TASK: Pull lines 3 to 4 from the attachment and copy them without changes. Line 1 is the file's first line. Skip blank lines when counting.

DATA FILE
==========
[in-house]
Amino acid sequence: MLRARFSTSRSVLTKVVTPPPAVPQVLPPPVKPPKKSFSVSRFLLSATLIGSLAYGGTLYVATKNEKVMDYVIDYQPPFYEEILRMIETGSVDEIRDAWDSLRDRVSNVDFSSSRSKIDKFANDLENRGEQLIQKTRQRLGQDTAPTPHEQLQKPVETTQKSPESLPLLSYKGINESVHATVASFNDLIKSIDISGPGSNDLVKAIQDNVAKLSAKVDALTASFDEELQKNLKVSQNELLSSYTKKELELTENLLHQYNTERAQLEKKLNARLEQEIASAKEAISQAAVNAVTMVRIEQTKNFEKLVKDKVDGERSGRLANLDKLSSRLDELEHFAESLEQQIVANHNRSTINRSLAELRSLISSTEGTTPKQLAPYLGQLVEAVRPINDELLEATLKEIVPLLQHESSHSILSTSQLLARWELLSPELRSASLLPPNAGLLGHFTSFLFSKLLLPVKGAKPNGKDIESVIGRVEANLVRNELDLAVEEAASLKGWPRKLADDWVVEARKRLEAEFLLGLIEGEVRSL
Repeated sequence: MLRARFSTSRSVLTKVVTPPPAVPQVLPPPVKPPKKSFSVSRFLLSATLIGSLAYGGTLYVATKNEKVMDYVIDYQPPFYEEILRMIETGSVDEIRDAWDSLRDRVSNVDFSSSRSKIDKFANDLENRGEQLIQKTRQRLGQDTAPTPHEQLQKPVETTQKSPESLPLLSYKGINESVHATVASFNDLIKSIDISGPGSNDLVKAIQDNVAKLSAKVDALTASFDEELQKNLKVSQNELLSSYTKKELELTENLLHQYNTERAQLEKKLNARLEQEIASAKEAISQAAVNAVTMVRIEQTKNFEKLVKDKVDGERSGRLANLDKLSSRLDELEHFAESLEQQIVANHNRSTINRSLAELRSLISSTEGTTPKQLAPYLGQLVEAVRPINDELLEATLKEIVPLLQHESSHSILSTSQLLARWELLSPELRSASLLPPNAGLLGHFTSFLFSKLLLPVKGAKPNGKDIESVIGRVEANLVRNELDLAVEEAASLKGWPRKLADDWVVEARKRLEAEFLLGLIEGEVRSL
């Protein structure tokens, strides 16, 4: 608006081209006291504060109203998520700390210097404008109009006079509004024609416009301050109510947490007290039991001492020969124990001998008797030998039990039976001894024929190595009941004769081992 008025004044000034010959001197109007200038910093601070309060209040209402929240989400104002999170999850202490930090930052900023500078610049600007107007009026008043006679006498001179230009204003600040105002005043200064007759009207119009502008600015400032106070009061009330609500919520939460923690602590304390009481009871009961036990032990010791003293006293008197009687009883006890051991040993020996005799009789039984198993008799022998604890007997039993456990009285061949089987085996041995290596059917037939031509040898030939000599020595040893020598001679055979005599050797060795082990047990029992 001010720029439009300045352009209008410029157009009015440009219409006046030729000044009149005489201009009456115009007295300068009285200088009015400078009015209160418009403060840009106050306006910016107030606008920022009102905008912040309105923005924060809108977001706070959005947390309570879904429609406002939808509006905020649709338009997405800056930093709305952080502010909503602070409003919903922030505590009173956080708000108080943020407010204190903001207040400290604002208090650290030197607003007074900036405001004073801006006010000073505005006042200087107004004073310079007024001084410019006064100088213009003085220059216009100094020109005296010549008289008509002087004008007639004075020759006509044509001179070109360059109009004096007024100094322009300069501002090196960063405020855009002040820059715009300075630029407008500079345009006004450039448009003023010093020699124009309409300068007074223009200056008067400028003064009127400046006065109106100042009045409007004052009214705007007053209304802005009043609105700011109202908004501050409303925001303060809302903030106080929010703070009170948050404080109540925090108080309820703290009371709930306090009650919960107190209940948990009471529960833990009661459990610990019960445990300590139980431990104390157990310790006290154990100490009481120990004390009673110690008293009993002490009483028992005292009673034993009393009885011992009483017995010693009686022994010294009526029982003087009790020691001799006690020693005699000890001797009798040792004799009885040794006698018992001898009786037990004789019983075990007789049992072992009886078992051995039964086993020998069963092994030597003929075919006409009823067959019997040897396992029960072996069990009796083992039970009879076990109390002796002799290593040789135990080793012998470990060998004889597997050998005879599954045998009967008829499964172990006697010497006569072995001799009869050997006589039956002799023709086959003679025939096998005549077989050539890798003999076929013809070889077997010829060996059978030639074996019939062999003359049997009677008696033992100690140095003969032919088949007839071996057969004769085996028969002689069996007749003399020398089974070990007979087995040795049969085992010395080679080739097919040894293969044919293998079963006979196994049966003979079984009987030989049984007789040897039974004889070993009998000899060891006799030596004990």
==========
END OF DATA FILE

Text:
Repeated sequence: MLRARFSTSRSVLTKVVTPPPAVPQVLPPPVKPPKKSFSVSRFLLSATLIGSLAYGGTLYVATKNEKVMDYVIDYQPPFYEEILRMIETGSVDEIRDAWDSLRDRVSNVDFSSSRSKIDKFANDLENRGEQLIQKTRQRLGQDTAPTPHEQLQKPVETTQKSPESLPLLSYKGINESVHATVASFNDLIKSIDISGPGSNDLVKAIQDNVAKLSAKVDALTASFDEELQKNLKVSQNELLSSYTKKELELTENLLHQYNTERAQLEKKLNARLEQEIASAKEAISQAAVNAVTMVRIEQTKNFEKLVKDKVDGERSGRLANLDKLSSRLDELEHFAESLEQQIVANHNRSTINRSLAELRSLISSTEGTTPKQLAPYLGQLVEAVRPINDELLEATLKEIVPLLQHESSHSILSTSQLLARWELLSPELRSASLLPPNAGLLGHFTSFLFSKLLLPVKGAKPNGKDIESVIGRVEANLVRNELDLAVEEAASLKGWPRKLADDWVVEARKRLEAEFLLGLIEGEVRSL
């Protein structure tokens, strides 16, 4: 608006081209006291504060109203998520700390210097404008109009006079509004024609416009301050109510947490007290039991001492020969124990001998008797030998039990039976001894024929190595009941004769081992 008025004044000034010959001197109007200038910093601070309060209040209402929240989400104002999170999850202490930090930052900023500078610049600007107007009026008043006679006498001179230009204003600040105002005043200064007759009207119009502008600015400032106070009061009330609500919520939460923690602590304390009481009871009961036990032990010791003293006293008197009687009883006890051991040993020996005799009789039984198993008799022998604890007997039993456990009285061949089987085996041995290596059917037939031509040898030939000599020595040893020598001679055979005599050797060795082990047990029992 001010720029439009300045352009209008410029157009009015440009219409006046030729000044009149005489201009009456115009007295300068009285200088009015400078009015209160418009403060840009106050306006910016107030606008920022009102905008912040309105923005924060809108977001706070959005947390309570879904429609406002939808509006905020649709338009997405800056930093709305952080502010909503602070409003919903922030505590009173956080708000108080943020407010204190903001207040400290604002208090650290030197607003007074900036405001004073801006006010000073505005006042200087107004004073310079007024001084410019006064100088213009003085220059216009100094020109005296010549008289008509002087004008007639004075020759006509044509001179070109360059109009004096007024100094322009300069501002090196960063405020855009002040820059715009300075630029407008500079345009006004450039448009003023010093020699124009309409300068007074223009200056008067400028003064009127400046006065109106100042009045409007004052009214705007007053209304802005009043609105700011109202908004501050409303925001303060809302903030106080929010703070009170948050404080109540925090108080309820703290009371709930306090009650919960107190209940948990009471529960833990009661459990610990019960445990300590139980431990104390157990310790006290154990100490009481120990004390009673110690008293009993002490009483028992005292009673034993009393009885011992009483017995010693009686022994010294009526029982003087009790020691001799006690020693005699000890001797009798040792004799009885040794006698018992001898009786037990004789019983075990007789049992072992009886078992051995039964086993020998069963092994030597003929075919006409009823067959019997040897396992029960072996069990009796083992039970009879076990109390002796002799290593040789135990080793012998470990060998004889597997050998005879599954045998009967008829499964172990006697010497006569072995001799009869050997006589039956002799023709086959003679025939096998005549077989050539890798003999076929013809070889077997010829060996059978030639074996019939062999003359049997009677008696033992100690140095003969032919088949007839071996057969004769085996028969002689069996007749003399020398089974070990007979087995040795049969085992010395080679080739097919040894293969044919293998079963006979196994049966003979079984009987030989049984007789040897039974004889070993009998000899060891006799030596004990």